Since joining the Lakers as a mid-season buyout free agent, Andre Drummond has consistently said the right things. He’s talked about how great the team’s chemistry is, and said he’s willing to sacrifice in order to help the Lakers win.
And when speaking with Mirin Fader of The Ringer, he left no doubt about the reason that Los Angeles appealed to him, and why he ultimately chose them during his first chance to experience unrestricted free agency.
It’s simple. He just wants a championship:
That’s the main reason why Drummond joined the Lakers: to win. After spending the first eight years of his career in Detroit—the team finished above .500 in only one of them—he was unceremoniously traded to Cleveland, where he once again found anything but stability. After just 33 games spread over two seasons, the cellar-dwelling Cavaliers made Drummond inactive until they could trade him and his $28.8 million salary, essentially saying they had no use for the big man. When no deal materialized after weeks of waiting, they released him. His worth, his future in the NBA, seemed in peril. Drummond yearned for a new home. For a place that valued him. A place that his game could bring value to.
“It was a chance to start over again,” Drummond says of his opportunity with the Lakers, who he signed with in March after clearing waivers. “I owed it to myself to be part of something bigger than me. To be part of a team that has a chance to win. And I believe that the Lakers can do that.”
To this point, the results have been mixed. The Lakers have done their best to coax the best out of Drummond and help him fit in with his new teammates, but the process hasn’t exactly been seamless so far. And to be fair, Drummond’s own teammates expected growing pains as he adjusted to a winning situation. He’s still only played a handful of games alongside both LeBron James and Anthony Davis.
But quotes like the one above — and the ones Drummond gave throughout Fader’s feature — paint the picture of a player who just wants to belong, that desperately wants to contribute to winning after a career spent toiling away for perennial losers. It’s is also encouraging that he’s continually talked about sacrifice. Because while saying one is willing to sacrifice and doing it are two different things, Drummond’s statements suggest that he will be willing to take a backseat for the Lakers if winning requires it. That can be seen in the way he’s cheered from the bench every time he’s been sidelined down the stretch.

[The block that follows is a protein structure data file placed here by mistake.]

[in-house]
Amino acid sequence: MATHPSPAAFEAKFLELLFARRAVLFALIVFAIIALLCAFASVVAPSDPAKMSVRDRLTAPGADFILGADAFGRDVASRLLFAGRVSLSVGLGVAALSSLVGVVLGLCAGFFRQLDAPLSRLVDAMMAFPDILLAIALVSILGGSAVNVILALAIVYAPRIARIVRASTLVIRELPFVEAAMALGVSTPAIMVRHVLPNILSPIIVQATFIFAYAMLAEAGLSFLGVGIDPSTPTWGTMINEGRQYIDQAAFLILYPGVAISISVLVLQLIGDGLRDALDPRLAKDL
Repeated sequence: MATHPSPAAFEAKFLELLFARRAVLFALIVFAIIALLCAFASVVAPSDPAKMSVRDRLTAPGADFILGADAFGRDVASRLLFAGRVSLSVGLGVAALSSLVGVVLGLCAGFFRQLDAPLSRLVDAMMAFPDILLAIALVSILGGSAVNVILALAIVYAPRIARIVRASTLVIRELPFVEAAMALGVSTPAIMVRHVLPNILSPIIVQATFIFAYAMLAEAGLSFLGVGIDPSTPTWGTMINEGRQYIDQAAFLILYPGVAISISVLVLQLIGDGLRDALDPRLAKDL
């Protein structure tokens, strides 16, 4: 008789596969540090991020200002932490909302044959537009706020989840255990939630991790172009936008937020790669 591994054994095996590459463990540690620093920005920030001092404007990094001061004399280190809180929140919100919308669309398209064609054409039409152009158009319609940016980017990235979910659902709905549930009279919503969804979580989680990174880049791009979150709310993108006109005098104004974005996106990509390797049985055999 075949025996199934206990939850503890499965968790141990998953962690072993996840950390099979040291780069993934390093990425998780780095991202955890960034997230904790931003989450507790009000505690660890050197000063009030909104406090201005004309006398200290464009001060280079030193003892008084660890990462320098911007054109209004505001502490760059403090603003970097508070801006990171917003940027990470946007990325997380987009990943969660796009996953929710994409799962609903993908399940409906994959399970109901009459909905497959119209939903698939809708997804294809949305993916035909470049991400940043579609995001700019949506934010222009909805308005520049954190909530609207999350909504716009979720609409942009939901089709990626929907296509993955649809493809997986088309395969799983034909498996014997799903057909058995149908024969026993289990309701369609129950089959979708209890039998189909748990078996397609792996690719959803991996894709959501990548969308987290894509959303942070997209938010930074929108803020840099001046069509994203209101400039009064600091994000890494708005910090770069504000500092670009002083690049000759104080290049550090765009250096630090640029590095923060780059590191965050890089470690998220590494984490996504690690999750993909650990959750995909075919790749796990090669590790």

Drummond obviously wants to help on the floor, and the Lakers clearly don’t want to bench him preemptively, but there are reasons to believe he’s willing to sit, if it comes to that. And after watching JaVale McGee go from every-game starter to seven-foot cheerleader for much of the playoffs last season, there are reasons to believe Vogel will go away from something if it isn’t working.
But if Drummond theoretically did cause a problem, or just plain can’t help this team? Well, then the Lakers won’t keep a player they likely couldn’t have afforded to retain anyway in free agency this summer, anyway. The Drummond experiment is worth continuing a little longer, especially if he’s willing to sit down in matchups where he can’t help the Lakers win. Because he has skills, and it still seems like there are at least a few teams left he can make a difference against.
And if he can’t? Then it will be time for him to sacrifice.